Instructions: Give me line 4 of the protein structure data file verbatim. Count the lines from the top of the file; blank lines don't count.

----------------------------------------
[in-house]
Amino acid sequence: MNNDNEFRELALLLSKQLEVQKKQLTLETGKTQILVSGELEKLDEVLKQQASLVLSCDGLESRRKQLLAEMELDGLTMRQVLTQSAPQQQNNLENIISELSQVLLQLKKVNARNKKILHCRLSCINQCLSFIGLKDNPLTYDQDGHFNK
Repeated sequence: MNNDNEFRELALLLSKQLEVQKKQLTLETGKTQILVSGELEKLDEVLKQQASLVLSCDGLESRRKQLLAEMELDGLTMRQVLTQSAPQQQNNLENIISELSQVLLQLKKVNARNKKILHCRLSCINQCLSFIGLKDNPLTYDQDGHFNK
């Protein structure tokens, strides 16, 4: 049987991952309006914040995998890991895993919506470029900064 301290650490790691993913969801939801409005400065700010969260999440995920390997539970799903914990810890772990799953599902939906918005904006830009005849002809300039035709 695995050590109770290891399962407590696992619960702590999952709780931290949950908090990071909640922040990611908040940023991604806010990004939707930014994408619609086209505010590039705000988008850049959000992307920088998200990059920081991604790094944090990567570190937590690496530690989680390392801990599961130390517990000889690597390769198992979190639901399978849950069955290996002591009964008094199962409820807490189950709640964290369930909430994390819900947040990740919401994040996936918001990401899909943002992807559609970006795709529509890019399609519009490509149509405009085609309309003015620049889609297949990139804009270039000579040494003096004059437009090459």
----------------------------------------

């Protein structure tokens, strides 16, 4: 049987991952309006914040995998890991895993919506470029900064 301290650490790691993913969801939801409005400065700010969260999440995920390997539970799903914990810890772990799953599902939906918005904006830009005849002809300039035709 695995050590109770290891399962407590696992619960702590999952709780931290949950908090990071909640922040990611908040940023991604806010990004939707930014994408619609086209505010590039705000988008850049959000992307920088998200990059920081991604790094944090990567570190937590690496530690989680390392801990599961130390517990000889690597390769198992979190639901399978849950069955290996002591009964008094199962409820807490189950709640964290369930909430994390819900947040990740919401994040996936918001990401899909943002992807559609970006795709529509890019399609519009490509149509405009085609309309003015620049889609297949990139804009270039000579040494003096004059437009090459």